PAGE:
Images of a Flexible Andes culture

October 2003 -

The CEDLA in Amsterdam published a book on the effect of globalisation on the Andes culture, simultaneously with a CD ROM with photographs of the Andes.
Lamas, pan flutes and bright-coloured clothing have always existed. But will these and other typical characteristics of the Andes culture still exist in the future?


'Encroaching globalisation.' - Dick de Morrée / PIED Andino

In Imaging the Andes: Shifting Margins of a Marginal World , organised by the Centre for study and documentation of Latin America (CEDLA), various authors assert that the image that scientists, development workers and other foreigners have of 'Lo Andino' ('the Andesine') is primarily a reflection of their own objectives and interests. Author Jeroen Windmeijer uses a number of quotes to demonstrate the popular image of the Andes culture:

'...The Otavalo Indians have lost their identity... All they do is imitate others...They no longer use traditional patters and materials. At the market in Otavalo, products can be found from Peru, Guatemala and India. These have nothing to do with the Otavalo culture. But they are sold as if they have been produced locally...'
Quote from a Bolivian travel agent

'Traditions: the future or the past?' - Edgar Guerrero/ PIED Andino

According to Windmeijer, the concern for the loss of the identity of the Andes Indian population is based on questionable assumptions, namely that the Indians are obligated to satisfy the expectations of the outsiders. The book justifiably questions whether the term and the image of 'Lo Andino' is still a useful categorisation. Through various contributions, the book demonstrates that the Andes culture is flexible and diverse, and that even deep within the Andes old views are fading.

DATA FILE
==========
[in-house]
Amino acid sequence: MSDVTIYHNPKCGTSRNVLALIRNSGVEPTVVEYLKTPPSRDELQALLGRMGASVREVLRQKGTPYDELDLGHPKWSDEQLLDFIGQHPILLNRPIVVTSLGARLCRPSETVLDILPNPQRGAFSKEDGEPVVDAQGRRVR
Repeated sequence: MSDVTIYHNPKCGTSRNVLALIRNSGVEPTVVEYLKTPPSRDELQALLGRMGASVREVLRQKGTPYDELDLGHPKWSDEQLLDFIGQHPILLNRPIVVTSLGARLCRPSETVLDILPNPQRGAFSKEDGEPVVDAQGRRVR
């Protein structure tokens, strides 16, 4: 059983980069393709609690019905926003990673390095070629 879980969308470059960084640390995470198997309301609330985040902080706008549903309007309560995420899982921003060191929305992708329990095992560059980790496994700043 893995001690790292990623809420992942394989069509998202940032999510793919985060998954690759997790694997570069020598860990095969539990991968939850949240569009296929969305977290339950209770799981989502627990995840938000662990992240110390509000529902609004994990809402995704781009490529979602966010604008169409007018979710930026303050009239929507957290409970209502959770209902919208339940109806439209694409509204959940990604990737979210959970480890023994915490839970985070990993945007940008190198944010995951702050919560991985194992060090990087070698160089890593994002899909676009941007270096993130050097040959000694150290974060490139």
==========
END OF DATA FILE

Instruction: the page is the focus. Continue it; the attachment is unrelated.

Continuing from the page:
The dynamics of the Andes culture is also the subject of the photographs on the CD ROM Duizend beelden van de Andes (One thousand images of the Andes). The photographs were taken in the period 1995 - 1997 as part of a study of the influence of development cooperation on the population of the Andes and have now been published on CD ROM. In part based on the photographs, the researchers conclude that the culture of the population of the Andes is much more flexible and diverse than the programs of the development organisations.

Imaging the Andes: Shifting Margins of a Marginal World , Ton Salman and Annelies Zoomers (editors), Aksant Academic Publishers, € 28.50
Duizend Beelden van de Andes , CD ROM, CEDLA, € 10